The latest television series from “Yellowstone” producer Taylor Sheridan brings the real history of frontier U.S. Marshal Bass Reeves to life on Paramount+. Called “Lawmen: Bass Reeves,” the series stars Executive Producer David Oyelowo as Reeves, along with Dennis Quaid, Barry Pepper and Donald Sutherland.
In the years following the Civil War, the Indian Territory (what we know as Oklahoma today) became the home of innumerable outlaws and gangs. Its chief law enforcement body was the Western District of Arkansas and by 1875, there was a new judge on the bench of that district: Isaac Parker.
Parker’s first plan overseeing the lawless district was to bring the murderers, bandits, and thieves that overran the Indian Territory to justice. He was notorious among the outlaws for harsh sentencing. The only thing that was liberal about Judge Parker was his use of the death penalty, which earned him the moniker “Hangin’Judge” Parker.
He did it by hiring 200 new U.S. Marshals to enforce U.S. law in the Western District. The most famous among those new Marshals was Bass Reeves, a towering Black farmer who had escaped slavery during the Civil War and made his home among the tribes of the Indian Territory until President Abraham Lincoln announced the Emancipation Proclamation in 1863.
Reeves was born into slavery sometime in 1838. His last name came from the family of white slaveholders into which he was born and raised. The Reeves Family moved to Texas while Bass was a young boy, and when Texas joined the Confederacy, so did George Reeves, the family’s oldest son. Common practice meant George Reeves would likely be taking a slave on campaign with him. He chose Bass.
Somewhere along the way, Bass Reeves escaped from George and the Confederate Army. One of the most common stories attributed to his escape is that George and Bass were playing cards when they got into a heated argument. The war of words turned into a battle of fists, and when the large slave beat his “master” down, he made a break for freedom.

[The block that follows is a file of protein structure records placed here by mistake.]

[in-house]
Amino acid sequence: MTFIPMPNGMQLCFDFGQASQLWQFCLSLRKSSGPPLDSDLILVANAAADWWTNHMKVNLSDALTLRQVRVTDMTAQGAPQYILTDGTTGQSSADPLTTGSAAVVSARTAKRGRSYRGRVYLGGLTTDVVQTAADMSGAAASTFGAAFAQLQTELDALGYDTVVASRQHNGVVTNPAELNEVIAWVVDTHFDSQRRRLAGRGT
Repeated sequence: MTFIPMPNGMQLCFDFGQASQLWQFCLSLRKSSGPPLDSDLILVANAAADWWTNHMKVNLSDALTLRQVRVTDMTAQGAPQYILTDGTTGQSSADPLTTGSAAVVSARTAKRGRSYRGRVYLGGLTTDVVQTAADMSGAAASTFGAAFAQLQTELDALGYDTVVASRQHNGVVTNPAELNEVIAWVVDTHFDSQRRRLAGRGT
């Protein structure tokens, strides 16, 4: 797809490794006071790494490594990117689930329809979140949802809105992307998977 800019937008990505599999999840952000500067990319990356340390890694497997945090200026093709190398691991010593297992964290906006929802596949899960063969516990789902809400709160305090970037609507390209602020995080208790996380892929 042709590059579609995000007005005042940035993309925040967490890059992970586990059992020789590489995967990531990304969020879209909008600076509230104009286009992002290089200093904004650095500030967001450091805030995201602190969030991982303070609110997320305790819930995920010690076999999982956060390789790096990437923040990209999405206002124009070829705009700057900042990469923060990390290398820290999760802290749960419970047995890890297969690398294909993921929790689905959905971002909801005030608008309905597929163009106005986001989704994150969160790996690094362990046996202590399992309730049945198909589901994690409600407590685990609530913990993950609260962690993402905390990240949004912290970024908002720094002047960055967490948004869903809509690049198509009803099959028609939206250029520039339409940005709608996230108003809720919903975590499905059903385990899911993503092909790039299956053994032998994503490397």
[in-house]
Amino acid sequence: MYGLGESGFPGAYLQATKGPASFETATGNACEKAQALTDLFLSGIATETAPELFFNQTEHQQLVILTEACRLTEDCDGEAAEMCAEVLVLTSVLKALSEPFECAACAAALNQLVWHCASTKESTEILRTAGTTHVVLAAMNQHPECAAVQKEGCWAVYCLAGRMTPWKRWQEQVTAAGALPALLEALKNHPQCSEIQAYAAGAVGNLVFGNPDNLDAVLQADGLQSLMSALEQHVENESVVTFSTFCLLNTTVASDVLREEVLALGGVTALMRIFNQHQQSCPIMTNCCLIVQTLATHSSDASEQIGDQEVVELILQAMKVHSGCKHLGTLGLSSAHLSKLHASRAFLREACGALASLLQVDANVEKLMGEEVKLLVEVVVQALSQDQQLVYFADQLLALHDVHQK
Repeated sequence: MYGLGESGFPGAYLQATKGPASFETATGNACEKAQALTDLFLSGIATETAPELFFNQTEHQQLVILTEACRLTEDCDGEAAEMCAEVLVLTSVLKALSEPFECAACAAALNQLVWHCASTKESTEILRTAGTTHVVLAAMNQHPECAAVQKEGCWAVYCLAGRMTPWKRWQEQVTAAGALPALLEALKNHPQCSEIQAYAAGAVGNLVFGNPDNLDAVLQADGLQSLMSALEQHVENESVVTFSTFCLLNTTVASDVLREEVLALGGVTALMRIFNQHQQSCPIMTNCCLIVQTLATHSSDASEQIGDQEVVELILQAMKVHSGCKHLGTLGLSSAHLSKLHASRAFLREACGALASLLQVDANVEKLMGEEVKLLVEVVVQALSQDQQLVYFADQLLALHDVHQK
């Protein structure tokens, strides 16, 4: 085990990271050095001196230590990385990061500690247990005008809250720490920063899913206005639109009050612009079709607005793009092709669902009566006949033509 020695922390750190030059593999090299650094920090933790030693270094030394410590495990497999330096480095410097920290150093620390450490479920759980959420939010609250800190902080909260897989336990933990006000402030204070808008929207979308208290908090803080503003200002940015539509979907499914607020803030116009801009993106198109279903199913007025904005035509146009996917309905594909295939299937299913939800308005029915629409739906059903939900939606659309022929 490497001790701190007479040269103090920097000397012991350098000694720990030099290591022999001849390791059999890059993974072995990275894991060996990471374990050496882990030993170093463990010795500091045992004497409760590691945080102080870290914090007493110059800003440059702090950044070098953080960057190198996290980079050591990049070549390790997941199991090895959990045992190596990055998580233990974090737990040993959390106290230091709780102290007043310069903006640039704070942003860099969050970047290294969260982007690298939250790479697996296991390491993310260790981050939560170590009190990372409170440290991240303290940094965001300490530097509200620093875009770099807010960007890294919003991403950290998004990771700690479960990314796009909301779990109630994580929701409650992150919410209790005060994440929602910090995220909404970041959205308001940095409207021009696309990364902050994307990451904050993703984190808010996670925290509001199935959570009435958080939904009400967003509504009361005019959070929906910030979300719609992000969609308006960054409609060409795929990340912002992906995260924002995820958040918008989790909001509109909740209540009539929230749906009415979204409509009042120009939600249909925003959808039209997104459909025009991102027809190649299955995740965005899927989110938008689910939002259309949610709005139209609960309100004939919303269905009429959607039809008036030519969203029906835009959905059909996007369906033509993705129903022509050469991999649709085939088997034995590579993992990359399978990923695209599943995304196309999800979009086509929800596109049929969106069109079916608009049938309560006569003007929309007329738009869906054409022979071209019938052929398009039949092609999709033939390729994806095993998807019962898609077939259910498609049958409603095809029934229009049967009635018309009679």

It wasn’t just Reeves’ size that made him a good choice to be Marshal. The time he spent hiding out from Confederate slavers in the Indian Territory was put to good use. He learned to live off the land as the natives did. He learned to shoot with both a rifle and a pistol. He also learned his way around the territory the way the natives did. Upon becoming a free man, he moved to Arkansas and took up farming.
In 1875, a U.S. Marshal named James Fagan learned about Reeves and the time he’d spent in the Indian Territory awaiting the outcome of the Civil War. Fagan recruited Reeves for Judge Parker’s battle to bring the Indian Territory in line with U.S. Law. On May 10, 1875, the same day that Parker first sat on the bench, he swore Reeves in as a newly-minted U.S. Marshal.
Reeves would prove to be every bit as good as Fagan believed he would be. Over the next 32 years, Marshal Reeves would bring an estimated 3,000 outlaws back to Arkansas to be tried and sentenced in Parker’s court.
“Lawmen: Bass Reeves” is part of a new anthology series on Paramount+, meaning the next season of “Lawmen” will likely tell the story of a different Western lawman. But look for Bass Reeves’ story on the streaming platform starting Nov. 5, 2023.